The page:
Earlier in the year, I penned a series of posts profiling forgotten liberal heroes (to which a couple of other people also kindly contributed), looking at some of those who achieved great things for liberalism in their time but have been unjustly forgotten – such as Margaret Wintringham, the very first female Liberal MP.
There is also another group of people who I think are often unjustly obscure – those local campaigners who are often at the heart of their local community and local party, delivering liberalism and helping others, but as their stage is a local one they are often unacknowledged in the wider party.
Today it is the turn of Southwark councillor, Poddy Clark.
Politics often runs in families with the activism flowing through the generations. The story of Southwark councillor Poddy Clark, however, has an unusual twist, as in her case it wasn’t a matter of daughter following mother into politics but of mother following her daughter. After her daughter had been a councillor for eight years in the borough (and also a Parliamentary candidate elsewhere), Poddy herself was very familiar with the Liberal Democrats and local politics before finally moving from Hampshire to Southwark and running seriously for the council herself.
As with several other people I have profiled in this series, Poddy wanted to become an elected politician because, at heart, she likes to get stuck in and do things. “I instinctively want to be involved with people,” she explains. A gut feeling too explains her choice of party, with an intuitive liberalism being awakened by seeing Jo Grimond on TV in the 1960s and concluding the then Liberal Party was the one for her.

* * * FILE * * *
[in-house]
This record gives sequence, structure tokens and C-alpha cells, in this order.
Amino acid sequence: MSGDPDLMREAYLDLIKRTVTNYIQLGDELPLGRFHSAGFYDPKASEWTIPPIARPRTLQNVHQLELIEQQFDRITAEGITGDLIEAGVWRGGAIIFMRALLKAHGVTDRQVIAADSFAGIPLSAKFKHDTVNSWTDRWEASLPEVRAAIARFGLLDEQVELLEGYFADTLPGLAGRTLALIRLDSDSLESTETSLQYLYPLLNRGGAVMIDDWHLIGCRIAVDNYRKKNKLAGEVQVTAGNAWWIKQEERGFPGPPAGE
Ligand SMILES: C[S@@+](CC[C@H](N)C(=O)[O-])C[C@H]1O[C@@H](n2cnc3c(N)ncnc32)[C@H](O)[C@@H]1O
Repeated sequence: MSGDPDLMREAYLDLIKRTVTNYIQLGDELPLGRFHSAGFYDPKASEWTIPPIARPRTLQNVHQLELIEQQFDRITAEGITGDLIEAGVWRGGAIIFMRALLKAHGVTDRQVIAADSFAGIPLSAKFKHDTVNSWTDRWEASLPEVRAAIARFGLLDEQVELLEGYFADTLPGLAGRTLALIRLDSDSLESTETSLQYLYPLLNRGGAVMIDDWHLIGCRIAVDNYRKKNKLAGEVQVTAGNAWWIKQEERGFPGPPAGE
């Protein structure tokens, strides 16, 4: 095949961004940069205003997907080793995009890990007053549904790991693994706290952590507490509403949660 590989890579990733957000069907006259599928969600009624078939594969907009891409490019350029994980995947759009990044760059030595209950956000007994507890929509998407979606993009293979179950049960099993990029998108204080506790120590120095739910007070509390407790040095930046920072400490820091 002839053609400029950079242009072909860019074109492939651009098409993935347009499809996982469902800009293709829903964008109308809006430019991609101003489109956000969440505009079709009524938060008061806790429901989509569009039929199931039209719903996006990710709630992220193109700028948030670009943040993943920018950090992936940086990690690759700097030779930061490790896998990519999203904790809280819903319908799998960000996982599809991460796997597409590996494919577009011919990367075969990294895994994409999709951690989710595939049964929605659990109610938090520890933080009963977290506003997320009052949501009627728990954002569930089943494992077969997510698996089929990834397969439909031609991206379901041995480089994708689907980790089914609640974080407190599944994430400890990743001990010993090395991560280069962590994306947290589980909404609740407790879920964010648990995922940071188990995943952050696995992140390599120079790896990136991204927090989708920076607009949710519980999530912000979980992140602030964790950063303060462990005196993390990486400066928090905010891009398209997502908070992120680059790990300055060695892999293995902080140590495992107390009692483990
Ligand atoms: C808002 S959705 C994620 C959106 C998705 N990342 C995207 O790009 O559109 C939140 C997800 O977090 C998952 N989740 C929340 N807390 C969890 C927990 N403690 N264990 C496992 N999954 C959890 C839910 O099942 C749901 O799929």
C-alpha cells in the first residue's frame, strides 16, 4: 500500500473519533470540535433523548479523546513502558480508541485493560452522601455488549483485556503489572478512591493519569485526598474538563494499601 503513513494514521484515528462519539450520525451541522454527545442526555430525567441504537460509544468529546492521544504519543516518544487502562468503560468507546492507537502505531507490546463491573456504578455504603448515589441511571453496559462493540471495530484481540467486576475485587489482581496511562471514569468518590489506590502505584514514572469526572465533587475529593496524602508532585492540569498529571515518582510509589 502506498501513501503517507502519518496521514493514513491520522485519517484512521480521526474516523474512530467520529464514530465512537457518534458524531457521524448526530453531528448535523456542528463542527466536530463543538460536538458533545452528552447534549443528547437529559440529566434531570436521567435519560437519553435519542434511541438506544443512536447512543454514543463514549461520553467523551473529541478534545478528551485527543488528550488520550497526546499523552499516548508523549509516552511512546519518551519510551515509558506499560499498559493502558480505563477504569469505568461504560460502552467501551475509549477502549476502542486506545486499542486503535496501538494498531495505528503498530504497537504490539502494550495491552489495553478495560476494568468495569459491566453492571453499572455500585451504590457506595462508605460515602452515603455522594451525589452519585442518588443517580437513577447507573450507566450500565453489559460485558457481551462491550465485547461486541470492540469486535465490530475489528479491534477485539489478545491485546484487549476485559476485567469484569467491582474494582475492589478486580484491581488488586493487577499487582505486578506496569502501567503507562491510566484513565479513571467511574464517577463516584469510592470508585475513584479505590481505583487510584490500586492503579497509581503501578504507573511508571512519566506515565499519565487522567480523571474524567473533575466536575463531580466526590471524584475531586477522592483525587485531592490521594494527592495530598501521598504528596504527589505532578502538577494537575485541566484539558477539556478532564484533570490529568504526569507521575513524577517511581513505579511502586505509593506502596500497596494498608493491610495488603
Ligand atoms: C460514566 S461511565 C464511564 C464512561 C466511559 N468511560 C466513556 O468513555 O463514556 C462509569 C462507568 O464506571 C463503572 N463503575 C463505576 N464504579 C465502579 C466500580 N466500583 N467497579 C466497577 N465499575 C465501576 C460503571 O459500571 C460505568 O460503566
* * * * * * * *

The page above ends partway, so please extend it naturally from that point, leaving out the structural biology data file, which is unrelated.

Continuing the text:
The cliché of a bad Liberal Democrat campaigner is one who hides from talking to people by delivering leaflets all the time, with the implied good version being one who spends much time canvassing. However, like Jill Fraser and Tracy Ismail, she is not a huge fan of the traditional vote identification form of canvassing, leaving as it does little time to actually talk to people. In Poddy’s case, in addition to taking part in local campaign action days, it means she likes going out delivering on her own – so she can dawdle and chat at length to people she bumps into, safe in the knowledge there are no fellow deliverers somewhere round the corner worrying about where she has got to.
She puts her love of talking to people – and her skill at listening to them – down to her father having a village pub, meaning that from an early age she was in an environment where listening to semi-strangers with interest was the norm.
The big issue in her ward is housing, with two of the largest housing estates in Southwark in the ward and the enormous Shard development right next to it. What is for me one of the best aspects of the Shard development is for her a ward nightmare: the viewing platform that will be open to the public and, at 243.8 metres height, offering amazing views across and beyond London. With estimates that this will attract as many as two million visitors a year, the viewing platform will offer a fantastic opportunity for tourists and locals to enjoy the sorts of views that are normally reserved for the very rich in private spaces at the top of the tallest buildings or in helicopters and private planes.
But two million people may cause enormous congestion issues, even with London Bridge, a train, tube and bus station, being heavily rebuilt. There is a particular problem with pavements in the area that have not been able to be improved because they are cluttered up with scaffolding which is holding up semi-derelict buildings that would otherwise collapse. Landlord King’s College is the particular target of local ire for the state of some of its properties.
With issues like this, there will continue to be plenty to keep Poddy busy with her local campaigning. As she says, “You can never do enough, be organised enough or listen enough.”